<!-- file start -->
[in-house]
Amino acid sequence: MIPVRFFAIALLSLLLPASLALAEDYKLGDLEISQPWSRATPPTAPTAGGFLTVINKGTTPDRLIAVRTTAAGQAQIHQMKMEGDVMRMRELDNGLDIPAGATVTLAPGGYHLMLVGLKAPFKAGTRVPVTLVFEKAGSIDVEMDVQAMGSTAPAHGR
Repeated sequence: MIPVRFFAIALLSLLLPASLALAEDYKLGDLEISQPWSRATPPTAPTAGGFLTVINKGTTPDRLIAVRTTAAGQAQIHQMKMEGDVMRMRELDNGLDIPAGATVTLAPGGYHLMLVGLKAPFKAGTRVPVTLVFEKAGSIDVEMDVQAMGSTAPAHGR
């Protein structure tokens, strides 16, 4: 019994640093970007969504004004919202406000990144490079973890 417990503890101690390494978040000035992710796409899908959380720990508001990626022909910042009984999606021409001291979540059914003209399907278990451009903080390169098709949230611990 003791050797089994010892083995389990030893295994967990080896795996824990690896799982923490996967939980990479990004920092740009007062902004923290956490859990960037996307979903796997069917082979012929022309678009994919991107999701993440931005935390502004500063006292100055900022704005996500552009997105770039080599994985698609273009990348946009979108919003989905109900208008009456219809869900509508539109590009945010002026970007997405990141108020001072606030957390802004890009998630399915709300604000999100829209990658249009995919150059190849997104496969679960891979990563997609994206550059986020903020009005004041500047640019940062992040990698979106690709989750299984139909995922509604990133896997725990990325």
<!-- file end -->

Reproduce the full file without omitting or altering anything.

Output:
[in-house]
Amino acid sequence: MIPVRFFAIALLSLLLPASLALAEDYKLGDLEISQPWSRATPPTAPTAGGFLTVINKGTTPDRLIAVRTTAAGQAQIHQMKMEGDVMRMRELDNGLDIPAGATVTLAPGGYHLMLVGLKAPFKAGTRVPVTLVFEKAGSIDVEMDVQAMGSTAPAHGR
Repeated sequence: MIPVRFFAIALLSLLLPASLALAEDYKLGDLEISQPWSRATPPTAPTAGGFLTVINKGTTPDRLIAVRTTAAGQAQIHQMKMEGDVMRMRELDNGLDIPAGATVTLAPGGYHLMLVGLKAPFKAGTRVPVTLVFEKAGSIDVEMDVQAMGSTAPAHGR
């Protein structure tokens, strides 16, 4: 019994640093970007969504004004919202406000990144490079973890 417990503890101690390494978040000035992710796409899908959380720990508001990626022909910042009984999606021409001291979540059914003209399907278990451009903080390169098709949230611990 003791050797089994010892083995389990030893295994967990080896795996824990690896799982923490996967939980990479990004920092740009007062902004923290956490859990960037996307979903796997069917082979012929022309678009994919991107999701993440931005935390502004500063006292100055900022704005996500552009997105770039080599994985698609273009990348946009979108919003989905109900208008009456219809869900509508539109590009945010002026970007997405990141108020001072606030957390802004890009998630399915709300604000999100829209990658249009995919150059190849997104496969679960891979990563997609994206550059986020903020009005004041500047640019940062992040990698979106690709989750299984139909995922509604990133896997725990990325």